The Association des Banques et Banquiers Luxembourg (ABBL) has announced it will publish a list of contacts specialised in supporting small and medium-sized enterprises (SMEs), startups and alternative investment fund structures within banks and other service providers.

 The creation of new businesses is essential to the dynamism of Luxembourg's economy and the prosperity of its inhabitants, with some 3,500 businesses being set up each year in our country. ABBL members, through the services they offer, are key allies for entrepreneurs, the association noted. "However, we have recently been approached by politicians and economic players about the difficulties encountered in opening accounts for legal entities," said Jerry Grbic, CEO of the ABBL. These difficulties seem to mainly concern SMEs, start-ups and alternative fund promoters. "In principle, every bank wants to open accounts and continue to do so," he continued, "so we had to identify the obstacles encountered."

"We identified three major challenges," said Camille Seillès, Secretary General of the ABBL. "Regulatory constraints, particularly in the fight against money laundering and the financing of terrorism (AML/CFT), to which our members are subject. The complexity of certain structures; I'm thinking here of certain investment funds. And finally, the partial view of the range of bank support available to business start-ups and international investors.

"Luxembourg has 120 banks and many other banking service providers. During our discussions with the representatives of the business community, we realised that they only had a partial view of this ecosystem," said Jerry Grbic. Each bank, just like each company, has its own commercial policy which takes account of its development strategy and also its own appetite for risk, the association pointed out.

The ABBL has drawn up a list of specialised contact persons within banks and other banking service providers in Luxembourg who are potentially interested in integrating specific business segments. "Our members have responded positively to this approach, and the list published shows the diversity of the banking services on offer in Luxembourg," commented Camille Seillès. In addition to banks, it includes payment and electronic money institutions. "However, this list should not be interpreted as exclusive. These are members who have taken a proactive approach. This does not mean that others are not open to discussions with project developers."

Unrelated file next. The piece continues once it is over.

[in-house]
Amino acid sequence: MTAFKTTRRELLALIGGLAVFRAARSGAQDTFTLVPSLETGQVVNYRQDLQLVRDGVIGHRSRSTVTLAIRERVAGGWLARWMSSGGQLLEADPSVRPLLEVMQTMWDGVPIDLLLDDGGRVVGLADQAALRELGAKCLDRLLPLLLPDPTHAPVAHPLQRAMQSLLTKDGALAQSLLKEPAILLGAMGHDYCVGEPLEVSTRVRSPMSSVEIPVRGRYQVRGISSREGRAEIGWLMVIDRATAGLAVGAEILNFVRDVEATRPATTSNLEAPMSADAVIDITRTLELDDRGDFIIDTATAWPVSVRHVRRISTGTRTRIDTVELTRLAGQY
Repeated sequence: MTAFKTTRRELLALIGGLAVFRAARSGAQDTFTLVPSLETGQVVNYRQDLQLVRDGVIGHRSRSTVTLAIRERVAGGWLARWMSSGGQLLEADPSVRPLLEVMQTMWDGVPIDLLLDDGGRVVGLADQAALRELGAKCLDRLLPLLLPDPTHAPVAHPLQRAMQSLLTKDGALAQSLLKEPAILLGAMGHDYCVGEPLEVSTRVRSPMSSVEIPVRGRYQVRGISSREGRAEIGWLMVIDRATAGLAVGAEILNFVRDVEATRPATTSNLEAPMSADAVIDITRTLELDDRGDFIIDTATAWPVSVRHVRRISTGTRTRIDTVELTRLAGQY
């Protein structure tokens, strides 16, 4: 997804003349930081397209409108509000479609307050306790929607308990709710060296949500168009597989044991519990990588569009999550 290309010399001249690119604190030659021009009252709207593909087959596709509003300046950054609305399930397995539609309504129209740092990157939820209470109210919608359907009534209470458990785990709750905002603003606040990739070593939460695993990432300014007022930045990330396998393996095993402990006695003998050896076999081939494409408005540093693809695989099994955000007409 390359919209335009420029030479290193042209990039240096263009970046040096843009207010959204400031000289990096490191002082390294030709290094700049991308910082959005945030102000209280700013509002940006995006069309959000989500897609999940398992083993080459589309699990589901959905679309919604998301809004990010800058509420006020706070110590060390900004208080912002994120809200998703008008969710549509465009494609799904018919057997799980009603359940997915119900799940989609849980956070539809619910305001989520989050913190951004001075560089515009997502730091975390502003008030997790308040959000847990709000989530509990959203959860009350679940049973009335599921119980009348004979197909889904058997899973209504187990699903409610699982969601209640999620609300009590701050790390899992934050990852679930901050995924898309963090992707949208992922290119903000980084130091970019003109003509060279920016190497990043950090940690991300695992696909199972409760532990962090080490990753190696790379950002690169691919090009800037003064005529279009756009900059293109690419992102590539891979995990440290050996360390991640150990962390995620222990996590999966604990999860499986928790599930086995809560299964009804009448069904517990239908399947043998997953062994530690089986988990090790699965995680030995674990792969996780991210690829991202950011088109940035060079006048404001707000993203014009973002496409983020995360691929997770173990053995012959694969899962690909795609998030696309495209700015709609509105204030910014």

This list of contacts is available on the ABBL website and from various other economic players: Chambre de Commerce, House of Entrepreneurship, Association Luxembourgeoise des Fonds d'Investissement (ALFI), Luxembourg Private Equity Association (LPEA), Luxembourg House of FinTechs (LHoFT), House of Start-Ups and Chambre des métiers.

One of the main difficulties for SMEs entrepreneurs and banks of opening and throughout the life of the account are the numerous constraints (particularly “Know Your Customer” - KYC) arising from AML/CFT regulations to which banks are subject. "On the one hand, these constraints mobilise significant financial and human resources, sometimes leading, as in other industries, to bottlenecks in our members' production capacity", noted Jerry Grbic. "And, on the other hand, confusion and incomprehension on the part of entrepreneurs".

To help entrepreneurs improve their relationship with their banker, the ABBL, the ABBL Foundation for Financial Education, the Luxembourg Chamber of Commerce and the House of Entrepreneurship have published a brochure entitled "Ready to open a professional account in Luxembourg?", which is available on the websites of the various partners.

The ABBL takes part in training courses for bank advisers, compliance officers (particularly as part of their certification) and entrepreneurs. It has also initiated a constructive dialogue with the CSSF on the application of KYC regulations. For Camille Seillès, "it is important that the regulations are applied consistently and in proportion to the risks".

According to Jerry Grbic, "However, we must not forget that the issue of opening accounts and, more broadly, facilitating business creation involves a number of players beyond the banks themselves." The ABBL expressed its readiness to engage in dialogue with all stakeholders on issues such as simplifying administrative procedures and access to data.